Since I wrote this article, the Portuguese government has released its state budget for 2018. In spite of all the expectations, it did not include any changes to pension taxation under the non-habitual resident regime. So it does not look like the reforms outlined below will go ahead next year, though we need to wait for the budget to be finalised at the end of November to be sure.
Could the tax benefits of the highly favourable non-habitual residency (NHR) scheme be watered-down for expatriates settling in Portugal? Confirming that a review of NHR is underway, in September the Portuguese government signalled plans to start taxing foreign pensions for non-habitual residents at a rate of 5%-10%.
It was widely believed that changes would be outlined in the Portuguese state budget to take effect in the new year.
Who would be affected?
It was expected that any new tax on pensions would only apply to those acquiring NHR status from January 1, 2018. So if you had already registered for NHR – or do so before the end of this year – your benefits would be locked in and continue for the full 10 years of your initial residency.
However, it seemed likely that anyone arriving in Portugal and taking up NHR on or after this date would be liable to the new income tax of 5%-10% on foreign pension funds, including those transferred to a Qualifying Recognised Overseas Pension Scheme (QROPS).
How does NHR work now?
You can qualify for NHR if you have not been resident in Portugal within the last five Portuguese tax years.
Britons with non-habitual residency can currently receive most UK pension income or lump sums without attracting tax for their first 10 years in Portugal. This is because NHR offers tax exemptions for many types of foreign-source income that is taxed or taxable in another country under the terms of a double tax treaty.
As the UK-Portugal tax treaty gives Portugal the taxing rights on UK private pensions, company pensions and the UK State Pension, most UK pensions qualify. As a result, it is currently possible to withdraw UK pension funds (lump sums or income) completely tax-free during your first 10 years here.
Rental income, certain capital gains, interest and dividends can also be exempt, with any UK tax deducted reclaimable. The key exceptions here are UK government pensions – including those from a local authority, the army, police, teaching, fire service and some NHS departments – which always remain taxable in the UK.
Why might this change?
Clearly, Portuguese government coffers will be boosted by extra taxation. The key motivation, however, is immense pressure from other European countries to impose taxation on expatriate retirees.
Currently, many countries with double tax agreements with Portugal – including the UK – offer tax relief to nationals during their working lifetimes on pension contributions and growth. Revenue is expected to be recovered later through income tax paid on pension withdrawals during retirement. However, this is not the case for those who move to Portugal under NHR, who can access their pensions without paying tax in either country.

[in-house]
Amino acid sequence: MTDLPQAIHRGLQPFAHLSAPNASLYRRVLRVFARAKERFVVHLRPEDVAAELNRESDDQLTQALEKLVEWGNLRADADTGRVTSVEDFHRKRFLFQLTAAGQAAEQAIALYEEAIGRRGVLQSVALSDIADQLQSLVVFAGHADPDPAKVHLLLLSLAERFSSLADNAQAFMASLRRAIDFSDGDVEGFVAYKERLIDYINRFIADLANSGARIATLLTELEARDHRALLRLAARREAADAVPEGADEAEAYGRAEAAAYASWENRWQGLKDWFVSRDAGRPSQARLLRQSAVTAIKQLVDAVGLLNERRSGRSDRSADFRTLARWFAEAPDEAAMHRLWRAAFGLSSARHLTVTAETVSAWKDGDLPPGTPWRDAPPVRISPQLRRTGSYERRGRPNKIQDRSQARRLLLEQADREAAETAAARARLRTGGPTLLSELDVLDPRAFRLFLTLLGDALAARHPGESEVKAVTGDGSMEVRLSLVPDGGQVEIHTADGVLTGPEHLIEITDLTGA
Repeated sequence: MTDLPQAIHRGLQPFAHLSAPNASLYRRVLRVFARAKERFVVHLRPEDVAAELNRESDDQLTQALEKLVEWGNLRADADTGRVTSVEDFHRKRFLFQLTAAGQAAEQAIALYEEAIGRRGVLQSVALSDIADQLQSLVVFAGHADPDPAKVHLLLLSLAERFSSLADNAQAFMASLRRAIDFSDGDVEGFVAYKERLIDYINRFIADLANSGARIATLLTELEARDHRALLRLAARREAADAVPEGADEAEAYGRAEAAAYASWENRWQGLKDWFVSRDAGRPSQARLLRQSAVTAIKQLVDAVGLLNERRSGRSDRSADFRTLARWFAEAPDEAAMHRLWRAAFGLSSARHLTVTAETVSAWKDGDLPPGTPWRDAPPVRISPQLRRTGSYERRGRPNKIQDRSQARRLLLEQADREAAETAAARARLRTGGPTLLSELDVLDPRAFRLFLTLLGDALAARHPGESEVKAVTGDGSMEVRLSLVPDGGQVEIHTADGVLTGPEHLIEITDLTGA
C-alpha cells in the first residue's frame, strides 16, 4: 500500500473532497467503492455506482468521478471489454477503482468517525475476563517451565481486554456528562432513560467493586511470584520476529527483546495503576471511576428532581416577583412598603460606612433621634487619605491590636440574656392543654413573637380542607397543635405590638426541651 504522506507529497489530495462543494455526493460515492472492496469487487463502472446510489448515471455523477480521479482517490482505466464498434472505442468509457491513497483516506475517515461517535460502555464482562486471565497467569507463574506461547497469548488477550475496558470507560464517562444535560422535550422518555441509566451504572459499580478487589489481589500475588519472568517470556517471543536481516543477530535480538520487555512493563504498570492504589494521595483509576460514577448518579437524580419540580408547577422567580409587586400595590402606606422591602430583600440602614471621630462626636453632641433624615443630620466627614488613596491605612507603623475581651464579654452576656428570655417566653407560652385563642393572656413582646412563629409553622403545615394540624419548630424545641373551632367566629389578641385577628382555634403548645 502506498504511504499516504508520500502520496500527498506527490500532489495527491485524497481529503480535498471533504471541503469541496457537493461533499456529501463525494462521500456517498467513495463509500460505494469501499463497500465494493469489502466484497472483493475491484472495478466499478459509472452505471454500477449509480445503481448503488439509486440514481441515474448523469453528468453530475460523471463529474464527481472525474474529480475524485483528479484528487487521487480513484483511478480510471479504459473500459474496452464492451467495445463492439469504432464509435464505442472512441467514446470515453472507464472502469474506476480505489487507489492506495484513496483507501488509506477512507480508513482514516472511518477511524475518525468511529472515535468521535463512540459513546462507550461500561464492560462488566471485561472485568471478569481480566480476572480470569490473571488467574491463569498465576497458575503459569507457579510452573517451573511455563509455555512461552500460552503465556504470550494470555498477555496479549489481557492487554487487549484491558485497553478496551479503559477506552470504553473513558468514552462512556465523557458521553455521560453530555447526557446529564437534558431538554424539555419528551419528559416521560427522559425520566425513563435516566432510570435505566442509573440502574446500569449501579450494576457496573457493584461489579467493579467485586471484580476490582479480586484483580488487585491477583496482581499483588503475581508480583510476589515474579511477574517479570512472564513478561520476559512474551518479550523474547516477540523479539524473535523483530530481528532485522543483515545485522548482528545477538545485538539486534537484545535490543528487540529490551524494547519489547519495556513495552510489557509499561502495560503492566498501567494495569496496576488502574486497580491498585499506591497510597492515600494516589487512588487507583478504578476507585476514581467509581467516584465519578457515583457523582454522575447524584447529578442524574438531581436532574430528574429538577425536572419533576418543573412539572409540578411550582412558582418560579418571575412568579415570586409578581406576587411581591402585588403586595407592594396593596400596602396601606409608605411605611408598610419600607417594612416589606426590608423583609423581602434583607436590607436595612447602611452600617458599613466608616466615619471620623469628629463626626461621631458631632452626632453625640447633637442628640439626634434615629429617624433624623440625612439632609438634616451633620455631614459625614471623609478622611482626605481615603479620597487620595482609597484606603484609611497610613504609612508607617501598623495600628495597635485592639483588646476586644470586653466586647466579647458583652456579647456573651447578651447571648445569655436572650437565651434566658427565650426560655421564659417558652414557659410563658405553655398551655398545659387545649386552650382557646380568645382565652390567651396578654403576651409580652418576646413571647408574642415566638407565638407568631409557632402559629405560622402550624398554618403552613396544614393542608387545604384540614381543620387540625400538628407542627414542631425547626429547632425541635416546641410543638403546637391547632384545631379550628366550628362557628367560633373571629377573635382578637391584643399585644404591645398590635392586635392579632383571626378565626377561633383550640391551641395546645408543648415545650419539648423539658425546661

Last November, the Portuguese government bowed to pressure from Finland to allow taxation of Finnish pensioners with NHR status from 2019. With intense pressure coming now from Sweden and elsewhere, Portugal’s finance minister, Mário Centeno, has pledged to standardise taxation of foreign pensions to maintain “a good fiscal relationship” with other European countries.
Portugal still offers appeal
Even with a potential tax of up to 10% on foreign pension income (still lower than many countries) – or if you do not qualify for NHR – Portugal offers some very attractive tax benefits for British expatriates.
Portuguese taxes are relatively low and there are opportunities for extremely favourable tax treatment on investments.
Local inheritance tax (stamp duty) is also relatively benign – affecting Portuguese assets only at a fixed rate of 10% for indirect family members or non-related individuals. And while UK pension income outside the NHR regime attracts the usual scale of Portuguese income tax rates peaking at 48%, in some circumstances you can receive up to 85% tax-free.
But for most people, settling in Portugal is about more than financial benefits. For those already living here, it will be no surprise that Portugal is ranked the best country in the world for expatriates’ quality of life (InterNations ‘Expat Insider’ 2017).
If you are thinking about moving here, it is a good idea to do so sooner rather than later under existing rules. Registering for NHR before the end of 2017 might still secure current benefits. Acting pre-Brexit is also advisable – the UK’s new 25% tax on QROPS transfers outside the EU/EEA could extend to transfers within the bloc once Britain sheds its EU obligations, leaving limited time to make tax-free pension transfers.
Despite potential tax changes – and Brexit – Portugal still has much to offer Britons seeking a place in the sun. Take personalised, cross-border financial advice to make the most of the opportunities available for you and your family.
Tax rates, scope and reliefs may change. Any statements concerning taxation are based upon our understanding of current taxation laws and practices which are subject to change. Tax information has been summarised; an individual is advised to seek personalised advice.
By Dan Henderson
Dan Henderson, Partner of Blevins Franks, is a highly experienced financial adviser, specialising in retirement, investment and succession planning. He holds the Diploma for Financial Advisers and advanced CII qualifications in pensions and investment planning.